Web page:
Curbing prey drive?
  • My Akita mix is great with off leash recall, so I take him out to friends property all the time to run and play. I love to see him jet around and it makes him so happy. I've never had a dog loyal enough to come when called back before so I want to continue giving my Tin-Tin this privilege, that being said we've encountered a... Problem.

    The owner of the neighboring land keeps free range chickens and Tin-Tin discovered them two weekend ago and I think everyone can guess how that turned out.

    He's killed two already and I've spoken to the owner, who was a very nice and understanding man. He offered to keep the birds in on weekends but I said he shouldn't go through the trouble just because Tin liked to hunt.

    My opinion: Tin-Tin can track/hunt as he pleases as we are on private land with the land owner's approval but he should NOT be killing domestic animals especially when belonging to others.

    I want to keep taking him out and everyone wants him to come run but I can't have him killing chickens. How can I keep him off the birds without keeping him off the farm? Several people have suggested a muzzle but I don't know if it will work.
    Post edited by Vulpesvulpes89 at 2015-01-31 18:11:45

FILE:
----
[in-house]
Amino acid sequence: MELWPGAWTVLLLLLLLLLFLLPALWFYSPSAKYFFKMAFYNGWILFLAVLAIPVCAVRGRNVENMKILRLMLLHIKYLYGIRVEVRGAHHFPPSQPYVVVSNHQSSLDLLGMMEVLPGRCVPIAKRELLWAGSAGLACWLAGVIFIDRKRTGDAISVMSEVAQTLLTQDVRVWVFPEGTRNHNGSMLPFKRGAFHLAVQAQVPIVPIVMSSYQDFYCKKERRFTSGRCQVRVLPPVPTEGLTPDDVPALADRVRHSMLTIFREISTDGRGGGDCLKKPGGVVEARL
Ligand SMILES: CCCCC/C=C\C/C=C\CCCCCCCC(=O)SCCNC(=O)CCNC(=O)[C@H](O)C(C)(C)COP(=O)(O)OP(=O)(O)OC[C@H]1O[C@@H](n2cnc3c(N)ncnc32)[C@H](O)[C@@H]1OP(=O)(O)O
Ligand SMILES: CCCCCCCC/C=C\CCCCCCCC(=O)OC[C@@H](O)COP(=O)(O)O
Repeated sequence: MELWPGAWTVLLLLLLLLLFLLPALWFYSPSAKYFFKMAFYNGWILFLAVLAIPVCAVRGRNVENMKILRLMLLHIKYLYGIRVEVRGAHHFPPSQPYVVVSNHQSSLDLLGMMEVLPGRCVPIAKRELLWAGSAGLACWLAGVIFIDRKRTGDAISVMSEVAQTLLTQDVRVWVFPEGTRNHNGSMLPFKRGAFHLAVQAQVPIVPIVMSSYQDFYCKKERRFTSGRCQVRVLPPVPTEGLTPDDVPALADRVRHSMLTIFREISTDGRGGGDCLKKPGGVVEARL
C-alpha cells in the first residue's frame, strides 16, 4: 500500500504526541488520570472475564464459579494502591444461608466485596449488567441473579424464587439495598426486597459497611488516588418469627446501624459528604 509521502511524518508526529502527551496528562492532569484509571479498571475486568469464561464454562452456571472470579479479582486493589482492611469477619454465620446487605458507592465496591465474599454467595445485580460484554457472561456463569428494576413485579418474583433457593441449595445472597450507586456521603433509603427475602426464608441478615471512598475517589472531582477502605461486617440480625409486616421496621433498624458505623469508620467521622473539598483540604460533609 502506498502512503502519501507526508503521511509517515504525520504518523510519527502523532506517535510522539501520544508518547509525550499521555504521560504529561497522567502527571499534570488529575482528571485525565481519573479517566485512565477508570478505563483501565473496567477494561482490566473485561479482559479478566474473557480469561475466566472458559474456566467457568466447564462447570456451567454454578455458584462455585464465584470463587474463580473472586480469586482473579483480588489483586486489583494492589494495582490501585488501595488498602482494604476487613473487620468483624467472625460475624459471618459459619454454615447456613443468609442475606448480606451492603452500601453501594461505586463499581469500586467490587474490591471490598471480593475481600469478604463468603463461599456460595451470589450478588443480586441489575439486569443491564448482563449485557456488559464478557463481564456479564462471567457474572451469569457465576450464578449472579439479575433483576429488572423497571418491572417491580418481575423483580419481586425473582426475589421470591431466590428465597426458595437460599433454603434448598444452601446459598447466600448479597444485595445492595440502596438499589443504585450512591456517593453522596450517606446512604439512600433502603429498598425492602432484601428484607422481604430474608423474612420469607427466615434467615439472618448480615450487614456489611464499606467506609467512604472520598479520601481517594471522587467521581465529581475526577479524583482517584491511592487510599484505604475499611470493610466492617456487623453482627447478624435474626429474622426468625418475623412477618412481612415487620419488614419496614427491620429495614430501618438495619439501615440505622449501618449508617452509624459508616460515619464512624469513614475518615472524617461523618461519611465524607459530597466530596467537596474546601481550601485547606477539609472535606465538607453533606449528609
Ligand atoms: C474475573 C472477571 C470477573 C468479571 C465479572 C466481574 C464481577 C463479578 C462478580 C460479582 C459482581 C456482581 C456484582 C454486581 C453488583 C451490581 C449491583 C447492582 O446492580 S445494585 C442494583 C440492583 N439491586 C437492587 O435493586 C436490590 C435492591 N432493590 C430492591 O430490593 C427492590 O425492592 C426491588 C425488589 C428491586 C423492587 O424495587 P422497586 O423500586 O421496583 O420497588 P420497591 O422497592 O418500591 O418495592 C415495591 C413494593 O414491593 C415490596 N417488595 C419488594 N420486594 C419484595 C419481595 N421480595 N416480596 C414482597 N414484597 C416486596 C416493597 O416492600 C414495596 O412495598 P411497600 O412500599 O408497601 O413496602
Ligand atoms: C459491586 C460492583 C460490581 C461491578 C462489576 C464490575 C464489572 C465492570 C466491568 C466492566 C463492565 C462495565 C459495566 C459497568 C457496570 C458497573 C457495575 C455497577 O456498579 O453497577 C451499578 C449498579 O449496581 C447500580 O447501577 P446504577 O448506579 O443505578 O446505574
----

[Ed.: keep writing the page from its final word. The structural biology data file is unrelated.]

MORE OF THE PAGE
• CaliaCalia
    Posts: 3977
    Muzzle isn't going to be much help as there is more ways to kill a chicken besides with teeth, plus some dogs can figure out how to bite around the muzzle.

    I own chickens, and half my dogs have grown up seeing them everyday, but I would never trust them in direct contact with the chickens. These are high prey drive breeds so it will be very hard to get them to change their ways.

    Personally, I would stop walking him off leash in that area and/or find another area for him to run off leash. This chicken owner may be understanding now, but if there are multiple occurrences or he goes after another owner's livestock, you may not get the same results. In some areas, it is legal to shoot and kill dogs that are attacking livestock, and some farmers may just secretly toss the dog's body so as to avoid the hassle of dealing with an angry dog owner. This is a risk you are taking if you are walking your dog off leash around an area where there is livestock, personally not a risk I'd be willing to take.
  • Kira_InuKira_Inu
    Posts: 315
    I agree with Calia, if you know that your dog will not listen or ignore your recall, then he doesn't deserve to be off leash in that area. Especially if he can potentially harm another of this man's chickens.

    I believe that continuing to chance letting your dog off leash if he isn't responding to recall is setting your dog up for failure.
    Cynthia, Proudly owned by Kira
    Kira the Cream Shiba Inu 吉良 - Facebook Page
    Follow Kira on Instagram! Kira_the_cream_shiba_inu
    Kira's Life Story & Photo Thread - Kira the Cream Shiba

    “Dogs are not our whole life, but they make our lives whole.”
  • Myabee09Myabee09
    Posts: 552